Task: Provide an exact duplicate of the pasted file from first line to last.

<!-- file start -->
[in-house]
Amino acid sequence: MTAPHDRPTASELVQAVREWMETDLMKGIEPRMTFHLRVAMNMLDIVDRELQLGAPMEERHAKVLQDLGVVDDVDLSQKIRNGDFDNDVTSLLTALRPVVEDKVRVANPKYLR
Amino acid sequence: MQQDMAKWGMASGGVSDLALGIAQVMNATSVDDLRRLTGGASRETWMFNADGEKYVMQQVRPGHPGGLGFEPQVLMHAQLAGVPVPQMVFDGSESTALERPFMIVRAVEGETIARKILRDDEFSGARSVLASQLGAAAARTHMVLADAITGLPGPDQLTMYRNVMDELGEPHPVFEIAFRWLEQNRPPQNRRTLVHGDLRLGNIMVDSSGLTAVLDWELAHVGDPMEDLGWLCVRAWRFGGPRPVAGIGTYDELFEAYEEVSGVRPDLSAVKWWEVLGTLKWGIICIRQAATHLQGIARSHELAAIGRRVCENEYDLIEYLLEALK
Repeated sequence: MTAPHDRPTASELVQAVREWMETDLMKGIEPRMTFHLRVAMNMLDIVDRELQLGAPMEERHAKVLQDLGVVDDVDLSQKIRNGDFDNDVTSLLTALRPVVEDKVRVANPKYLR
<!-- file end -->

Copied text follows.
[in-house]
Amino acid sequence: MTAPHDRPTASELVQAVREWMETDLMKGIEPRMTFHLRVAMNMLDIVDRELQLGAPMEERHAKVLQDLGVVDDVDLSQKIRNGDFDNDVTSLLTALRPVVEDKVRVANPKYLR
Amino acid sequence: MQQDMAKWGMASGGVSDLALGIAQVMNATSVDDLRRLTGGASRETWMFNADGEKYVMQQVRPGHPGGLGFEPQVLMHAQLAGVPVPQMVFDGSESTALERPFMIVRAVEGETIARKILRDDEFSGARSVLASQLGAAAARTHMVLADAITGLPGPDQLTMYRNVMDELGEPHPVFEIAFRWLEQNRPPQNRRTLVHGDLRLGNIMVDSSGLTAVLDWELAHVGDPMEDLGWLCVRAWRFGGPRPVAGIGTYDELFEAYEEVSGVRPDLSAVKWWEVLGTLKWGIICIRQAATHLQGIARSHELAAIGRRVCENEYDLIEYLLEALK
Repeated sequence: MTAPHDRPTASELVQAVREWMETDLMKGIEPRMTFHLRVAMNMLDIVDRELQLGAPMEERHAKVLQDLGVVDDVDLSQKIRNGDFDNDVTSLLTALRPVVEDKVRVANPKYLR